"I expected a reaction but not such a violent one"
In April 2009 Andres Carrasco, an Argentinian embryologist, gave an interview to the leading Buenos Aires newspaper Pagina 12, in which he described the alarming results of a research project he is leading into the impact of the herbicide glyphosate on the foetuses of amphibians. Dr Carrasco, who works in the Ministry of Science's Conicet (National Council of Scientific and Technical Investigations), said that their results suggested that the herbicide could cause brain, intestinal and heart defects in the foetuses. Glyphosate is the herbicide used in the cultivation of Monsanto's genetically modified soya, which now covers some 18 million hectares, about half of Argentina's arable land. 
Carrasco said that the doses of herbicide used in their study were "much lower than the levels used in the fumigations." Indeed, as some weeds have become resistant to glyphosate, many farmers are greatly increasing the concentration of the herbicide. According to Pagina 12, this means that, in practice, the herbicide applied in the fields is between 50 and 1,540 times stronger than that used by Carrasco. The results in the study are confirming what peasant and indigenous communities – the people most affected by the spraying – have been denouncing for over a decade. The study also has profound consequences for the USA's anti-narcotics strategy in Colombia, because the planes spray glyphosate, reinforced with additional chemicals, on the coca fields (and the peasants living among them).
Three days after the interview, the Association of Environmental
Lawyers filed a petition with the Argentine Supreme Court, calling for
a ban on the use and sale of glyphosate until its impact on health and
on the environment had been investigated. Five days later the Ministry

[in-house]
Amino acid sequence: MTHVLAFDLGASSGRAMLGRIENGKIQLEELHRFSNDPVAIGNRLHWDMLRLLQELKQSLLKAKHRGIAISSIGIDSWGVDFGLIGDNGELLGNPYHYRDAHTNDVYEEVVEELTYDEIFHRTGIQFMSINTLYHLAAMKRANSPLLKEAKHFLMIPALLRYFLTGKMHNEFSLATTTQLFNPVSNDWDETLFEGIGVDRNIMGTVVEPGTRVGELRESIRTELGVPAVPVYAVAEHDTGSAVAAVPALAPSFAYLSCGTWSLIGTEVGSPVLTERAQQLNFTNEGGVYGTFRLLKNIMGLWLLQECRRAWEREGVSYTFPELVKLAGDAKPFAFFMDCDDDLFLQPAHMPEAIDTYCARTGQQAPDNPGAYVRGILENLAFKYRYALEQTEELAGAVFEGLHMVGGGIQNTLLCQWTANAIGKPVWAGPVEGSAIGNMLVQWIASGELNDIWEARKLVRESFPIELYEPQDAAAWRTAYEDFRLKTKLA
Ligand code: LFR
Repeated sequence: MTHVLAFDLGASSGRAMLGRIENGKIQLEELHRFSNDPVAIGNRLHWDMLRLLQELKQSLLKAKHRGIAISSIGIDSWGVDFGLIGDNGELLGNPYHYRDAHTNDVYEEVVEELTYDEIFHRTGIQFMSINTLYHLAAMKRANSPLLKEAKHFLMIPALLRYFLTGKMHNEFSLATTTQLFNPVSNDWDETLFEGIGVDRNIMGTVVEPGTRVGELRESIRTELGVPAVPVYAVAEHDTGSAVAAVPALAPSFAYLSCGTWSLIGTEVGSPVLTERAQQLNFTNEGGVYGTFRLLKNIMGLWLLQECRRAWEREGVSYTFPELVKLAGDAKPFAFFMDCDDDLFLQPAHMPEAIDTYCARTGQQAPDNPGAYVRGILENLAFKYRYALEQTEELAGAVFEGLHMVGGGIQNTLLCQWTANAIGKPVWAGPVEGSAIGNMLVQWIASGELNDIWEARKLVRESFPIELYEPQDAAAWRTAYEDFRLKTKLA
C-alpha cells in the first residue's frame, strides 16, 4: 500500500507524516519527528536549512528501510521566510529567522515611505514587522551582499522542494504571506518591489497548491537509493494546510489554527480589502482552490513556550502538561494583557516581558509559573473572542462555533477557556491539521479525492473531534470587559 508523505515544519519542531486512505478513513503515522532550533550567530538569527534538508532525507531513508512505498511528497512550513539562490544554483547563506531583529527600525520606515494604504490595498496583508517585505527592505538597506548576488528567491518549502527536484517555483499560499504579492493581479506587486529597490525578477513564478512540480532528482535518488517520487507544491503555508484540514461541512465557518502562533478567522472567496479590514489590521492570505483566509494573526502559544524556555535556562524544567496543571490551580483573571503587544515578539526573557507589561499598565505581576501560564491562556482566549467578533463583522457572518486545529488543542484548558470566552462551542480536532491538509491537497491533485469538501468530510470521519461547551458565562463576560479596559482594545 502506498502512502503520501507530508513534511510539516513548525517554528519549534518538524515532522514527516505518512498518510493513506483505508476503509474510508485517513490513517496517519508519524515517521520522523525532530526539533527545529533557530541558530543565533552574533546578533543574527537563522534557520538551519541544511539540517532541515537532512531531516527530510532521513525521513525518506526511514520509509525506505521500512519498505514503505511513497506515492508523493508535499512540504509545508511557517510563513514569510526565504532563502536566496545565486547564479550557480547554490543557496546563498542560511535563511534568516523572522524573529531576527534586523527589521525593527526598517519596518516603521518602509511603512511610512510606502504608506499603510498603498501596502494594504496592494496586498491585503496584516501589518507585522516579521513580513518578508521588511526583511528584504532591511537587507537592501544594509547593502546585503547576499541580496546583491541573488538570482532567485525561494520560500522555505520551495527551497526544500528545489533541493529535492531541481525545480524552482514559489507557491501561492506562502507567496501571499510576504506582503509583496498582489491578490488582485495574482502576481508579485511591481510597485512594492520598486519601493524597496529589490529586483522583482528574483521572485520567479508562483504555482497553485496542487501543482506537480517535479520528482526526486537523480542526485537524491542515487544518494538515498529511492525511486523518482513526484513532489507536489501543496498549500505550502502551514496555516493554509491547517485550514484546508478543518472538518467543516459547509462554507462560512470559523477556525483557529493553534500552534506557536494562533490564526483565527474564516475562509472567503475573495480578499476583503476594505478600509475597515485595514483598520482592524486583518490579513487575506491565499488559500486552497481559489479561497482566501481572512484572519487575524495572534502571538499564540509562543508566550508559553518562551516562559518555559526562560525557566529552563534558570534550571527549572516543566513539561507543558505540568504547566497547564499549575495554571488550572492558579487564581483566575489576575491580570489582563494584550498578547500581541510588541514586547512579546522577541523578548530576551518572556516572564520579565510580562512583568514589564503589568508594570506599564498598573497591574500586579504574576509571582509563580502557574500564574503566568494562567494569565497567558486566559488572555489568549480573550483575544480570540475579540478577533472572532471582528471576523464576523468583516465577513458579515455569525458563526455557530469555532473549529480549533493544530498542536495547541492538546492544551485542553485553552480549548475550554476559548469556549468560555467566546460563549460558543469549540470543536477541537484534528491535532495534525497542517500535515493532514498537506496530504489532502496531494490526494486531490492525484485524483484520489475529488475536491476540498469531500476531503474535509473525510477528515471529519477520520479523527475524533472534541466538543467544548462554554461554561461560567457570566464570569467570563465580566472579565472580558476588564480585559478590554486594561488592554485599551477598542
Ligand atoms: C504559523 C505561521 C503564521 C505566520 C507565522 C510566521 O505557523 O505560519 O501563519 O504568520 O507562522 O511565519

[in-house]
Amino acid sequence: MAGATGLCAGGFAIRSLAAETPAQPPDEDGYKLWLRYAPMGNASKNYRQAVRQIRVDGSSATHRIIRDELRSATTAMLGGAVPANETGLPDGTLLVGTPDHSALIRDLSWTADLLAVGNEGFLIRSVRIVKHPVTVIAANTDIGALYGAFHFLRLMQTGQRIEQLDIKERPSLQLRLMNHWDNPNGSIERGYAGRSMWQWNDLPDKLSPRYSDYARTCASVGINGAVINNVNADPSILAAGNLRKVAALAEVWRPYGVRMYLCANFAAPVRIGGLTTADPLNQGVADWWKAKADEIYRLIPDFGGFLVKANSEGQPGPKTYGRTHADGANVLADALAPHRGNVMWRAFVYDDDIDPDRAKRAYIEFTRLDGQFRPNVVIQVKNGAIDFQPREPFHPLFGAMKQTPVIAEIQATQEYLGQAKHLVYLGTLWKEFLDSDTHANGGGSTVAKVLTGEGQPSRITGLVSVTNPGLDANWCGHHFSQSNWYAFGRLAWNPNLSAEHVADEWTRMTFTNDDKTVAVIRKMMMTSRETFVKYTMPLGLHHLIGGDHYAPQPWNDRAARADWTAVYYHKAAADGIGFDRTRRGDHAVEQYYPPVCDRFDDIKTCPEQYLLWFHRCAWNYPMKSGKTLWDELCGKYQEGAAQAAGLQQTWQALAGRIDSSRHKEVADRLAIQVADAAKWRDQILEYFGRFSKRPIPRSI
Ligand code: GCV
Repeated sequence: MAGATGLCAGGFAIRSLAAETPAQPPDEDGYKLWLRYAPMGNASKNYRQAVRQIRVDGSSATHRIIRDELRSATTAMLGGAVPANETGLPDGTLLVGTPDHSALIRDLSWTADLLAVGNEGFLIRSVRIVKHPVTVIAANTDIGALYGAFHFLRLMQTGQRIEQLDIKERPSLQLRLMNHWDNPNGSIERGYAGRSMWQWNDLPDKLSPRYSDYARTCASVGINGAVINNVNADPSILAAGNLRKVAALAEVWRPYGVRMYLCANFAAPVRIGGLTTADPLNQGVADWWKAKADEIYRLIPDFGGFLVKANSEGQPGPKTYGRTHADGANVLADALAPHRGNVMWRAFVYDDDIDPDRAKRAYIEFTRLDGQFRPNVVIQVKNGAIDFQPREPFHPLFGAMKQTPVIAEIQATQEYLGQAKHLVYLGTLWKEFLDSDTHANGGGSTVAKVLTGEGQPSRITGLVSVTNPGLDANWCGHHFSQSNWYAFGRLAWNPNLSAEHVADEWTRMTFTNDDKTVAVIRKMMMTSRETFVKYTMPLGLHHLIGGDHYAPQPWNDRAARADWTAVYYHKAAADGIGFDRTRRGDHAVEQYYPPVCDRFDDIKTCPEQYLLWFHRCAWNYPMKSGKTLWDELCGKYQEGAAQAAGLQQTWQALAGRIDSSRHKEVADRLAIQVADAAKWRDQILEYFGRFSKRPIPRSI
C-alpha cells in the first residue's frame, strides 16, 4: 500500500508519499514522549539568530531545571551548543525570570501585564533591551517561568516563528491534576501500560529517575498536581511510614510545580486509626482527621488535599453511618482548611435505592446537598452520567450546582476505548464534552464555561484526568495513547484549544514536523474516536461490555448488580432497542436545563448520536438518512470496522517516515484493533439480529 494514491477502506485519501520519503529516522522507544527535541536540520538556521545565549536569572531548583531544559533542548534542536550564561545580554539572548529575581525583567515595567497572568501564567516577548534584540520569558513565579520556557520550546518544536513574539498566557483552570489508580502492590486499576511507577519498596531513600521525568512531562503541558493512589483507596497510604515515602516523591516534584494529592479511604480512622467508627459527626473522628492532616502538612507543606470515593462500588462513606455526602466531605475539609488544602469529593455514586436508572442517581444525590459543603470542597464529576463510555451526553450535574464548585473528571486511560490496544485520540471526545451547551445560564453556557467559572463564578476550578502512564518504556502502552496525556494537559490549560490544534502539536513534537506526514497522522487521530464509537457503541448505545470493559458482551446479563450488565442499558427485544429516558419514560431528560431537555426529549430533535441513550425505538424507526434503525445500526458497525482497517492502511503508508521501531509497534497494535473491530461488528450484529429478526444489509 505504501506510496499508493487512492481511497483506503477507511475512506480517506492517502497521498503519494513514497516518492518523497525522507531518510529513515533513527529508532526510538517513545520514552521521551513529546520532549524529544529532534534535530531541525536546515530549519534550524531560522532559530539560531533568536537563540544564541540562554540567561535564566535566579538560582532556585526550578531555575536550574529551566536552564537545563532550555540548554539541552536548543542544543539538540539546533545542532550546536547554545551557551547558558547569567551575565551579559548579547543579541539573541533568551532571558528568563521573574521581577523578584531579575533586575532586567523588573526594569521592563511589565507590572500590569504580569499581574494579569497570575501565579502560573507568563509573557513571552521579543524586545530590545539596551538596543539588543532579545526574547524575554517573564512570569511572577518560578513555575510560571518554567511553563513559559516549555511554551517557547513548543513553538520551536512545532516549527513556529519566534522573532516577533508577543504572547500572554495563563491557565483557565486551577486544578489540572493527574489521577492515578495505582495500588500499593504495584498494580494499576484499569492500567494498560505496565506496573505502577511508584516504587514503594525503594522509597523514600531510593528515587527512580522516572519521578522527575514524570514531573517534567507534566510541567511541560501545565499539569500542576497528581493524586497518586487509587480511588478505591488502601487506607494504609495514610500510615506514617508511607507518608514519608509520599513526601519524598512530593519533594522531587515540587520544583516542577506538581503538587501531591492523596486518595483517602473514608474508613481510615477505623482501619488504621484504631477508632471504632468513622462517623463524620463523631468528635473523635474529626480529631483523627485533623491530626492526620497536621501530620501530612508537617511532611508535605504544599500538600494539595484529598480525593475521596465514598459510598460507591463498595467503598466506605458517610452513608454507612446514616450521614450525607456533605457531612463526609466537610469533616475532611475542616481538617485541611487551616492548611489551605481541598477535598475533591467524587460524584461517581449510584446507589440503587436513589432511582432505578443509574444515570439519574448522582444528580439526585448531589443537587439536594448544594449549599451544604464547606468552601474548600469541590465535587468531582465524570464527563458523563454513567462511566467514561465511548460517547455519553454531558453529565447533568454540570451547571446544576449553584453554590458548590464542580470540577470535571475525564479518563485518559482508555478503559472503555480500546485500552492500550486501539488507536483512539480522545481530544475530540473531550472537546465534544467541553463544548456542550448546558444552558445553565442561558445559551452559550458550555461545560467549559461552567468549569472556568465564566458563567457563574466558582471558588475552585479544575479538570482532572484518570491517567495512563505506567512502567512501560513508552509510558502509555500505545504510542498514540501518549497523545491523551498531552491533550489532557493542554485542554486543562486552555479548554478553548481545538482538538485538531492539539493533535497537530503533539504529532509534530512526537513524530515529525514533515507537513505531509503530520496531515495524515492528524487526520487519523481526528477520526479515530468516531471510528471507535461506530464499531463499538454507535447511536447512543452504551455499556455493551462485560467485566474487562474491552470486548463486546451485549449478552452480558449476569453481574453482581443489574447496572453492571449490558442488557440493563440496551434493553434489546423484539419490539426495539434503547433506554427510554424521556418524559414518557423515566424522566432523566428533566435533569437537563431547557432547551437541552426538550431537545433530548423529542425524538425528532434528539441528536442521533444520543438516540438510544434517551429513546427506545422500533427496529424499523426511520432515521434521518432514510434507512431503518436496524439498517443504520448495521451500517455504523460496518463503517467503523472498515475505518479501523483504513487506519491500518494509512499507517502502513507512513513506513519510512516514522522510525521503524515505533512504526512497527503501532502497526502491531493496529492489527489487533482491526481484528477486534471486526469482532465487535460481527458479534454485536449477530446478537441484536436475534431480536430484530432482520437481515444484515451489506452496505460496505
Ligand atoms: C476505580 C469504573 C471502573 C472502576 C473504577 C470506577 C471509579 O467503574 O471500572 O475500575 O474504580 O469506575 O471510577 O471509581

of Defense banned the planting of soya in its fields. This sparked a
strong reaction from the multinational biotechnology companies and
their supporters. Fearful that their most famous product, a symbol of
the dominant farming model, would be banned, they mounted an
unprecedented attack on Carrasco, ridiculing his research and even
issuing personal threats. He was accused of inventing his whole
investigation, as his results have not yet been peer-reviewed and
published in a prestigious scientific journal.
According to an article in the Argentine press, after news about the study broke, Dr. Carrasco was the victim of an act of intimidation, when four men arrived at his laboratory in the Faculty of Medicine and acted extremely aggressively.
Two of the men were said to be members of an agrochemical industry body but refused to give their names. The other two claimed to be a lawyer and notary. They apparently interrogated Dr. Carrasco and demanded to see details of the experiments. They left a card Basilico, Andrada & Santurio, attorneys on behalf of Felipe Alejandro Noel.
Carrasco was firm in his response: "When one is dealing with a subject of limited public interest, one can keep the study secret until all the last details have been resolved. But when one uncovers facts that are important for public health, one has an obligation to make an effort to publish the results urgently and with maximum publicity." Even so, he was clearly taken aback by the strength of the reaction. "It was a violent, disproportionate, dirty reaction," he said. "I hadn't even discovered anything new, only confirmed conclusions that others had reached. One has to remember, too, that the study originated in contacts with communities that have suffered the impact of agro-chemicals. They are the undeniable proof of the impact." He is not intimidated: "If I know something, I will not shut my mouth."
 See: GRAIN, Twelve Years of GM Soya in Argentina – a Disaster for People and the Environment, Seedling, January 2009.